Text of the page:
Book Reviews | Gordon Campbell | News Flashes | Scoop Features | Scoop Video | Strange & Bizarre | Search

 


US Farmers Call For More Tariffs

US farmers are calling for more tariffs saying they merely help pay for American infrastructure which supports importers while in a related story, Britain has approved an emergency aid package, converted to NZ dollars, of $ 450 million to help farmers. John Howard reports.

"It is argued that tariffs raise the cost to consumers but looked at another way, why should those exporting into America be subsidised by the American taxpayer for all the infrastructure which supports their product when it arrive on our shores," said Texas farmer Alan Meztger.

"Farmers and some congressmen are now saying that Americans have already paid for the infrastructure and a tariff makes importers help pay for part of that. Our experience shows that costs to consumers are generally not lower because of no tariffs, instead, they are being used to subsidise company profits," he said.

"It's time to stop giving other countries a free ride into America," Mr Metzger added. Farming organisations across America are furiously lobbying candidates in the presidential election race.

While in Britain, a $NZ 450 million emergency aid package to help farmers and to rid the meat industry of swathes of red tape was announced yesterday by Nick Brown, the Agriculture Minister.

Mr Brown said last night that with the increased EU aid of $NZ 870 million, the total support for farmers was more than $NZ 1.5 billion and showed that he wanted to do everything "to get rural Britain through these difficult times."

He said the settlement showed the government was listening to farmers but he made it clear there would be no more cash on the table for them.

His remarks were made in advance of today's bleak audit of farmers by the National Farmers Union (NFU) which gives the most depressing record of the state of the industry. More than 70 per cent say they have no confidence in their future as farmers.

Last night Ben Gill, the president of NFU, said he was grateful for the extra money but it fell far short of their expectations and would do nothing to abate the anger of farmers, who are to mount a protest at the Labour Party conference in Bournemouth.

"This package will relieve some of the symptoms of the present crisis," Mr Gill said. "What is now urgent is to tackle the root cause: excessive bureaucratic and regulatory costs." His more outspoken verdict is expected today at the launch of the audit.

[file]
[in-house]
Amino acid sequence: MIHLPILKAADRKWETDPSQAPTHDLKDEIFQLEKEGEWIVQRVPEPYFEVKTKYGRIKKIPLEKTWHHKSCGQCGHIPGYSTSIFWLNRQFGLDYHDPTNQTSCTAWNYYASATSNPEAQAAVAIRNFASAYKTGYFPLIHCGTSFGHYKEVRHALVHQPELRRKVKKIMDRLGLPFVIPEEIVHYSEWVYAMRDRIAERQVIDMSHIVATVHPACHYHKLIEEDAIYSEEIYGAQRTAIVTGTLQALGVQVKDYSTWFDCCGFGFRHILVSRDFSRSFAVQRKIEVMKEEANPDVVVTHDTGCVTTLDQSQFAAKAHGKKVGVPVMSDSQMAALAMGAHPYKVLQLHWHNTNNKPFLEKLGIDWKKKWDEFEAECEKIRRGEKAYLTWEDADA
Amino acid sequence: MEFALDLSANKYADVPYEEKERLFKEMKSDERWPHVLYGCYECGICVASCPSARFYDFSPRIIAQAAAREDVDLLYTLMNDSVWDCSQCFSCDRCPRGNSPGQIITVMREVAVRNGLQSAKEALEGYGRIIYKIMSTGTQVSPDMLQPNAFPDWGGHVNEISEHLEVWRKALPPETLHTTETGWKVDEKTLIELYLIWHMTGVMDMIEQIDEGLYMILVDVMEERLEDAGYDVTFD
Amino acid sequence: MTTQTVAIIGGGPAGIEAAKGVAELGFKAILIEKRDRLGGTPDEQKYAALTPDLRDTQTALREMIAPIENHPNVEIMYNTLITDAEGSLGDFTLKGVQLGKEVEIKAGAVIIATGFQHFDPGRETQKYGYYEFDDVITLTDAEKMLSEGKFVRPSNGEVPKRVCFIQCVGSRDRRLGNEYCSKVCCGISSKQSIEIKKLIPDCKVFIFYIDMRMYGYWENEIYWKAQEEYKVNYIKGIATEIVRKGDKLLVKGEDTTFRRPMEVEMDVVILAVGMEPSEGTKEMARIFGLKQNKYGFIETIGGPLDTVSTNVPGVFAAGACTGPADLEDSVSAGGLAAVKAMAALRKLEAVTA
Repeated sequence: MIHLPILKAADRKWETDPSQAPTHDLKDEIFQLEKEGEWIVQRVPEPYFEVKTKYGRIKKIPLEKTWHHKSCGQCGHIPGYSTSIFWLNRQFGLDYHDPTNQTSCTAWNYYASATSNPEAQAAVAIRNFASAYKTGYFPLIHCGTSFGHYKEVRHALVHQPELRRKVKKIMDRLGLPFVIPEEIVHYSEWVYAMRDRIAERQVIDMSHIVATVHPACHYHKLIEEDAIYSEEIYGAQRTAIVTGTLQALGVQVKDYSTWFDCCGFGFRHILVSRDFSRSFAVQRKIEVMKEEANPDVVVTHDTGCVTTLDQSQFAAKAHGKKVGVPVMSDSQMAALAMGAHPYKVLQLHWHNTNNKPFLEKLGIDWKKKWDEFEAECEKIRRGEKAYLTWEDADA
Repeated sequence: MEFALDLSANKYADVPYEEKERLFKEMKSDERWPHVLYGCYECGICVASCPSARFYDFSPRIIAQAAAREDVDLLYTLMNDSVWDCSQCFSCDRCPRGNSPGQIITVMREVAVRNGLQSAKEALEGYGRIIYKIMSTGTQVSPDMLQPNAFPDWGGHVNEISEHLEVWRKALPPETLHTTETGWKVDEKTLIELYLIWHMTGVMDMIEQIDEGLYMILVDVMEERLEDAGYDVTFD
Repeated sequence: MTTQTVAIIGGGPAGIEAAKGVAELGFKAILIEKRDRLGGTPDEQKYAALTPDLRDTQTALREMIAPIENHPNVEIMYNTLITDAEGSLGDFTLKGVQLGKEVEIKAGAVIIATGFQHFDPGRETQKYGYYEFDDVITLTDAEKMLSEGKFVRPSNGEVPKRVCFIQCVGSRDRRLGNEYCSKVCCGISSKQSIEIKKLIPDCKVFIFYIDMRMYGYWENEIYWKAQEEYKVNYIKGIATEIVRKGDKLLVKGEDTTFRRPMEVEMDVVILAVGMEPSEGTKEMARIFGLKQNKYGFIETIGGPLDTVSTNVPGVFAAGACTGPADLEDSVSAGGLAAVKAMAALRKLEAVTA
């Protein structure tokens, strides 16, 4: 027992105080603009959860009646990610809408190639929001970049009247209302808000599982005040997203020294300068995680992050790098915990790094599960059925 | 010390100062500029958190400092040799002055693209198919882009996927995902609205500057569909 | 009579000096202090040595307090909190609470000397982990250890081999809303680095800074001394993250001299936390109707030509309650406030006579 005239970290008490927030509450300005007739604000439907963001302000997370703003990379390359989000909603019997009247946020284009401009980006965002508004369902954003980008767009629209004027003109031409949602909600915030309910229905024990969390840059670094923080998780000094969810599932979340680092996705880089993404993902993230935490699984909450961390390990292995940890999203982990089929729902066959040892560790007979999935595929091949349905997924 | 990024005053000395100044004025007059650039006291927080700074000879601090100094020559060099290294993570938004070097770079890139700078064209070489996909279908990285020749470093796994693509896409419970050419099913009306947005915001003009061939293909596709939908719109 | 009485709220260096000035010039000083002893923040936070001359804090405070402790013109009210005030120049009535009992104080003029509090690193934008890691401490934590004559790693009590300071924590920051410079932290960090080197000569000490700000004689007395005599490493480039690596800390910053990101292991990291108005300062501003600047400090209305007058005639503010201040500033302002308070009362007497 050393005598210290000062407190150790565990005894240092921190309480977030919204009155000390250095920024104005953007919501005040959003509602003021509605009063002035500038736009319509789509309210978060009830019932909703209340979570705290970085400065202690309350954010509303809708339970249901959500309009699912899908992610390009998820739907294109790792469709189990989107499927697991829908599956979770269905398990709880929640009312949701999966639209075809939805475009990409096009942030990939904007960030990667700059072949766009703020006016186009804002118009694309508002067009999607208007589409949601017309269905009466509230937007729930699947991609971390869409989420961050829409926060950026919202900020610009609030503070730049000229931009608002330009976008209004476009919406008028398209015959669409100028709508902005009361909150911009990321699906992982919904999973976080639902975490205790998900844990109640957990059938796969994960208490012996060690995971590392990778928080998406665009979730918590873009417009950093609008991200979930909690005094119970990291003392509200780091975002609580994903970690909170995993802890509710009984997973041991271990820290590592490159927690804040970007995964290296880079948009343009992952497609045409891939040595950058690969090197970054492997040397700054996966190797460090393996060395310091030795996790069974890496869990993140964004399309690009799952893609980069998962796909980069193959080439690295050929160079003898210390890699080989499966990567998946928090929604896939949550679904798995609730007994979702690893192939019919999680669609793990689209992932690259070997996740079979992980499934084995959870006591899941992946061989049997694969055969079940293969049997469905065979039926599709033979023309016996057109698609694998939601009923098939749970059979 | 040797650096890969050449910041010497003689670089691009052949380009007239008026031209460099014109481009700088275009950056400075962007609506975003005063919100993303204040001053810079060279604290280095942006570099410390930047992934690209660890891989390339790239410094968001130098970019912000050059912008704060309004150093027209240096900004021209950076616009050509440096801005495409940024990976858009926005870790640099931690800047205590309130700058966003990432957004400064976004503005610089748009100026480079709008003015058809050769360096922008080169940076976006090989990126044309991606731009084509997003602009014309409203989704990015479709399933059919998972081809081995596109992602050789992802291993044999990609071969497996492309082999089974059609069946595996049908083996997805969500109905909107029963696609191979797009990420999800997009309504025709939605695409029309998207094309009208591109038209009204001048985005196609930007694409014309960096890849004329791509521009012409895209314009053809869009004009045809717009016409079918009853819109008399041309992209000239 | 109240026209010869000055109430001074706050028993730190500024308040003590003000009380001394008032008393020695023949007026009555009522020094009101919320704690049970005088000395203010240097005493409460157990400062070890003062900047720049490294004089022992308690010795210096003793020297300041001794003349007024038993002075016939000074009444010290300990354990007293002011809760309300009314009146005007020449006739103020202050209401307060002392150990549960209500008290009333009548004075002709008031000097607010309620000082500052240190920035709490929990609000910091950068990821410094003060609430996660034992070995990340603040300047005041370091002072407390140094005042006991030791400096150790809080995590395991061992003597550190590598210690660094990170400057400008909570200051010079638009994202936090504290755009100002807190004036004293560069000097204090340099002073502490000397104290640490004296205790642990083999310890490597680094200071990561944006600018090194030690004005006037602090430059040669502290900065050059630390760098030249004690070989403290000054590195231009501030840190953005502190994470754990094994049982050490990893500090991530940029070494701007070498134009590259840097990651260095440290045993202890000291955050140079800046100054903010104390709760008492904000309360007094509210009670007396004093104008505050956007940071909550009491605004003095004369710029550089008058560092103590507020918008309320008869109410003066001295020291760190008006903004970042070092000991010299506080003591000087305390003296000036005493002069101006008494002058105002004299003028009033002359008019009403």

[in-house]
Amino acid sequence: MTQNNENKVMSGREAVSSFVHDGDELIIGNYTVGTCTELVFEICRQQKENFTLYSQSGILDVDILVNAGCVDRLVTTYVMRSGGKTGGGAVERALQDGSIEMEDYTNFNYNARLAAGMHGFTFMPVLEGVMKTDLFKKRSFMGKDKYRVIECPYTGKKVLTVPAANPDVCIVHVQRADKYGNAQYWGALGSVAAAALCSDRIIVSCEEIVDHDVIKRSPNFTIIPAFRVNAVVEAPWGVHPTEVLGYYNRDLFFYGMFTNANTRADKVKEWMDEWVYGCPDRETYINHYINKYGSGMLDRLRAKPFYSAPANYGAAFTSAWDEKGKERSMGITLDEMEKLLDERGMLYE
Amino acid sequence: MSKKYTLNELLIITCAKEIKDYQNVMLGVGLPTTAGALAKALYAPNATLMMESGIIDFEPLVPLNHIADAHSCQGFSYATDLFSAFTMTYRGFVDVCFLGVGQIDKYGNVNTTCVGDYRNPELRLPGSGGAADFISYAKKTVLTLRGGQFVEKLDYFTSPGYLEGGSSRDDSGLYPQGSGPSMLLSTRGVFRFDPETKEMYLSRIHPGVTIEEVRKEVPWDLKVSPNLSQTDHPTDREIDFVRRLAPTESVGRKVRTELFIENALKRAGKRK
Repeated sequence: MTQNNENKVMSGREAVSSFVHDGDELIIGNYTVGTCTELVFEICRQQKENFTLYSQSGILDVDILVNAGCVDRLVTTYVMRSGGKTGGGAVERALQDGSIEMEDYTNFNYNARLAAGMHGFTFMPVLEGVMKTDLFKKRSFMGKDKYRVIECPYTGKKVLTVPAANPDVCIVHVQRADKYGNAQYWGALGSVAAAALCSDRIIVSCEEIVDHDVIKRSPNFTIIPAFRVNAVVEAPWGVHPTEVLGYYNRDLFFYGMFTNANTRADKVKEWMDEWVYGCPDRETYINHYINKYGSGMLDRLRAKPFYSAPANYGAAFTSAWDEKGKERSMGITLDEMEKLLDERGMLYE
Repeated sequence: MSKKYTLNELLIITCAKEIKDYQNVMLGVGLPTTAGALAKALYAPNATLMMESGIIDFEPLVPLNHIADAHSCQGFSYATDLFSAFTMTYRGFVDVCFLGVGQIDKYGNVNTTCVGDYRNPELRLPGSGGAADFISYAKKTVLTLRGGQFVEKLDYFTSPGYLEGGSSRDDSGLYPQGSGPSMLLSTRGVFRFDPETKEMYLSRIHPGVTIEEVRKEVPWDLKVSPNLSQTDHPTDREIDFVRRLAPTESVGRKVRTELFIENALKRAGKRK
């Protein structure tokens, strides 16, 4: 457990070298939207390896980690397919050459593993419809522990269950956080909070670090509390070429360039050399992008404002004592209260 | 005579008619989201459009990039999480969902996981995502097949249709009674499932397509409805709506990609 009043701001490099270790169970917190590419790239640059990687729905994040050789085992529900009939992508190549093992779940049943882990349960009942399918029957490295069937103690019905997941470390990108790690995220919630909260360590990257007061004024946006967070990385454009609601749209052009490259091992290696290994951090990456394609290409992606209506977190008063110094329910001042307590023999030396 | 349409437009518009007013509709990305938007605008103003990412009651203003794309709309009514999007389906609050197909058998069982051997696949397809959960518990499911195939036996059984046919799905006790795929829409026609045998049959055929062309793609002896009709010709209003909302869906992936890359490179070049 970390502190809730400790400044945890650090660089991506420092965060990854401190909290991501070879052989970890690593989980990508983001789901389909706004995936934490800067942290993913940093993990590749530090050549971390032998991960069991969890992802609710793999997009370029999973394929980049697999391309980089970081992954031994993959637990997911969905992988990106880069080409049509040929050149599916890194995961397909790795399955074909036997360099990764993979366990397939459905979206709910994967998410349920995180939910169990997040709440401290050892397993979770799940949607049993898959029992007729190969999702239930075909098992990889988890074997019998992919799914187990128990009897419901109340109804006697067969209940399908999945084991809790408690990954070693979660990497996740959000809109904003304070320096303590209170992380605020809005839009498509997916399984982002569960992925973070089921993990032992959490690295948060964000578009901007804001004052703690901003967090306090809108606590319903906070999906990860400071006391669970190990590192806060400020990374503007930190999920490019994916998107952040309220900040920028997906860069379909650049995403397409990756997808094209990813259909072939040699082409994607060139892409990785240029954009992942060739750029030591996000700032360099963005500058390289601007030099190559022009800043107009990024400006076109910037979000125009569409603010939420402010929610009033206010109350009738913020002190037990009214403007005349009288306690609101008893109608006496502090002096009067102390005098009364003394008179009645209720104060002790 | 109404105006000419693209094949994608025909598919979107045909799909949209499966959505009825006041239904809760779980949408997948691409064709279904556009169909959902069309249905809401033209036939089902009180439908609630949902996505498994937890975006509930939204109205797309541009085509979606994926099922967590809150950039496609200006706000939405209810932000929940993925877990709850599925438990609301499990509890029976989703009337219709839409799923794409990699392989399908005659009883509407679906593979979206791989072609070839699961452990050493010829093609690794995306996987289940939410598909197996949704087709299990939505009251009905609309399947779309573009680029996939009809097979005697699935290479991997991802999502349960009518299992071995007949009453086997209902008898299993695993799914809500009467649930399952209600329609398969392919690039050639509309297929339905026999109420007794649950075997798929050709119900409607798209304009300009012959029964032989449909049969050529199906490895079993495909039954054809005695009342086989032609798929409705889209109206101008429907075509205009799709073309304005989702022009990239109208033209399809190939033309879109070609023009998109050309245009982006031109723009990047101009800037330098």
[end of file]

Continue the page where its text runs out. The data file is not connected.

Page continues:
Agriculture Minister Brown has accepted that the meat industry is not playing on a level playing field with other EU states and that rules have been more strictly interpreted in the UK than they should have been.

The emergency aid package was welcomed in Wales by Alun Michael, the First Secretary, and Christine Gwyther, the Agriculture Secretary, who said that it would bring an extra $NZ 60 million to Welsh farmers.

ENDS


© Scoop Media

 
 
 
 
 
Top Scoops Headlines

 

Werewolf: Living With Rio’s Olympic Ruins

Mariana Cavalcanti Critics of the Olympic project can point a discernible pattern in the delivery of Olympics-related urban interventions: the belated but rushed inaugurations of faulty and/or unfinished infrastructures... More>>

Live Blog On Now: Open Source//Open Society Conference

The second annual Open Source Open Society Conference is a 2 day event taking place on 22-23 August 2016 at Michael Fowler Centre in Wellington… Scoop is hosting a live blog summarising the key points of this exciting conference. More>>

ALSO:

Buildup:

Gordon Campbell: On The Politicising Of The War On Drugs In Sport

It hasn’t been much fun at all to see how “war on drugs in sport” has become a proxy version of the Cold War, fixated on Russia. This weekend’s banning of the Russian long jumper Darya Klishina took that fixation to fresh extremes. More>>

ALSO:

Binoy Kampmark: Kevin Rudd’s Failed UN Secretary General Bid

Few sights are sadder in international diplomacy than seeing an aging figure desperate for honours. In a desperate effort to net them, he scurries around, cultivating, prodding, wishing to be noted. Finally, such an honour is netted, in all likelihood just to shut that overly keen individual up. More>>

Open Source / Open Society: The Scoop Foundation - An Open Model For NZ Media

Access to accurate, relevant and timely information is a crucial aspect of an open and transparent society. However, in our digital society information is in a state of flux with every aspect of its creation, delivery and consumption undergoing profound redefinition... More>>

Keeping Out The Vote: Gordon Campbell On The US Elections

I’ll focus here on just two ways that dis-enfranchisement is currently occurring in the US: (a) by the rigging of the boundary lines for voter districts and (b) by demanding elaborate photo IDs before people are allowed to cast their vote. More>>

Ramzy Baroud: Being Black Palestinian - Solidarity As A Welcome Pathology

It should come as no surprise that the loudest international solidarity that accompanied the continued spate of the killing of Black Americans comes from Palestine; that books have already been written and published by Palestinians about the plight of their Black brethren. In fact, that solidarity is mutual. More>>

ALSO:


Get More From Scoop

 
 
 
 
 
 
 
Top Scoops
Search Scoop  
 
 
Powered by Vodafone
NZ independent news